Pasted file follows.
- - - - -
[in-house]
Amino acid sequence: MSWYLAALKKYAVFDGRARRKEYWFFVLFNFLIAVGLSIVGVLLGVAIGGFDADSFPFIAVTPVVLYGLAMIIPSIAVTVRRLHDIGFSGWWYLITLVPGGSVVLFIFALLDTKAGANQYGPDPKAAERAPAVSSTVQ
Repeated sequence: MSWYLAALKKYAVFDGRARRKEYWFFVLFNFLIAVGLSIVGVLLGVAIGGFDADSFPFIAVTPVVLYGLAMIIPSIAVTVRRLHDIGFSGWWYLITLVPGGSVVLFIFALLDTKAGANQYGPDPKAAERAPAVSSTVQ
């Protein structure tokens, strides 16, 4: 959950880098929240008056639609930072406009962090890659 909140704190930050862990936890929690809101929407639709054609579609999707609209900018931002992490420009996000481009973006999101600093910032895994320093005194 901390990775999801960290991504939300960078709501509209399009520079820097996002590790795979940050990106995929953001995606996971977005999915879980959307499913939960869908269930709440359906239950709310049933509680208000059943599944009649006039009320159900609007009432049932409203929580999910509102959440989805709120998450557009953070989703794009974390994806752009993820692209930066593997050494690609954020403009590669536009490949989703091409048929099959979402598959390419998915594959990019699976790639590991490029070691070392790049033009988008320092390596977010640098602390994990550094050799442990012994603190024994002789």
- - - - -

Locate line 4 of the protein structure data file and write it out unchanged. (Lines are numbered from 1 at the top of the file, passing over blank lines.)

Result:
């Protein structure tokens, strides 16, 4: 959950880098929240008056639609930072406009962090890659 909140704190930050862990936890929690809101929407639709054609579609999707609209900018931002992490420009996000481009973006999101600093910032895994320093005194 901390990775999801960290991504939300960078709501509209399009520079820097996002590790795979940050990106995929953001995606996971977005999915879980959307499913939960869908269930709440359906239950709310049933509680208000059943599944009649006039009320159900609007009432049932409203929580999910509102959440989805709120998450557009953070989703794009974390994806752009993820692209930066593997050494690609954020403009590669536009490949989703091409048929099959979402598959390419998915594959990019699976790639590991490029070691070392790049033009988008320092390596977010640098602390994990550094050799442990012994603190024994002789």